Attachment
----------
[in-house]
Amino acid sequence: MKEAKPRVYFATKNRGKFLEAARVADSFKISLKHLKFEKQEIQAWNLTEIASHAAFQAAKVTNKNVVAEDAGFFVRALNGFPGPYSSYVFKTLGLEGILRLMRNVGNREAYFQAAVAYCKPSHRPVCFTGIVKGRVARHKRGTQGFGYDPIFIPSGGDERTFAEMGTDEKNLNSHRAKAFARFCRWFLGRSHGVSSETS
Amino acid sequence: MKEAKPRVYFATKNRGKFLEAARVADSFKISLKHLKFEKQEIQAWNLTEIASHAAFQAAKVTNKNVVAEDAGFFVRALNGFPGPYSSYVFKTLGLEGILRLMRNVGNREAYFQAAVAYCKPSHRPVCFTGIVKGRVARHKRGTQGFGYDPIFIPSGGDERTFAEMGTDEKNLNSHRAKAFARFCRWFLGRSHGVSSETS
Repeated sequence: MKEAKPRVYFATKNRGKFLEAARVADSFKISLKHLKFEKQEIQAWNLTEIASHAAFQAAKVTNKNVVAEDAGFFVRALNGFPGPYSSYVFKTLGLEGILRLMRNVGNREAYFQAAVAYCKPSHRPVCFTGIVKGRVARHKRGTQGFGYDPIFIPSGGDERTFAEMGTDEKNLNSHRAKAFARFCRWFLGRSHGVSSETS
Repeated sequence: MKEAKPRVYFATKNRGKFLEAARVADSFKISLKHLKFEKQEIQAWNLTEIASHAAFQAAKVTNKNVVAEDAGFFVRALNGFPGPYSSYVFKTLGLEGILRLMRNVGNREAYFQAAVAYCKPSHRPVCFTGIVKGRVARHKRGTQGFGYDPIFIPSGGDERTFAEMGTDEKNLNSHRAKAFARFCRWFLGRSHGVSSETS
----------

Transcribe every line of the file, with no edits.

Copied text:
[in-house]
Amino acid sequence: MKEAKPRVYFATKNRGKFLEAARVADSFKISLKHLKFEKQEIQAWNLTEIASHAAFQAAKVTNKNVVAEDAGFFVRALNGFPGPYSSYVFKTLGLEGILRLMRNVGNREAYFQAAVAYCKPSHRPVCFTGIVKGRVARHKRGTQGFGYDPIFIPSGGDERTFAEMGTDEKNLNSHRAKAFARFCRWFLGRSHGVSSETS
Amino acid sequence: MKEAKPRVYFATKNRGKFLEAARVADSFKISLKHLKFEKQEIQAWNLTEIASHAAFQAAKVTNKNVVAEDAGFFVRALNGFPGPYSSYVFKTLGLEGILRLMRNVGNREAYFQAAVAYCKPSHRPVCFTGIVKGRVARHKRGTQGFGYDPIFIPSGGDERTFAEMGTDEKNLNSHRAKAFARFCRWFLGRSHGVSSETS
Repeated sequence: MKEAKPRVYFATKNRGKFLEAARVADSFKISLKHLKFEKQEIQAWNLTEIASHAAFQAAKVTNKNVVAEDAGFFVRALNGFPGPYSSYVFKTLGLEGILRLMRNVGNREAYFQAAVAYCKPSHRPVCFTGIVKGRVARHKRGTQGFGYDPIFIPSGGDERTFAEMGTDEKNLNSHRAKAFARFCRWFLGRSHGVSSETS
Repeated sequence: MKEAKPRVYFATKNRGKFLEAARVADSFKISLKHLKFEKQEIQAWNLTEIASHAAFQAAKVTNKNVVAEDAGFFVRALNGFPGPYSSYVFKTLGLEGILRLMRNVGNREAYFQAAVAYCKPSHRPVCFTGIVKGRVARHKRGTQGFGYDPIFIPSGGDERTFAEMGTDEKNLNSHRAKAFARFCRWFLGRSHGVSSETS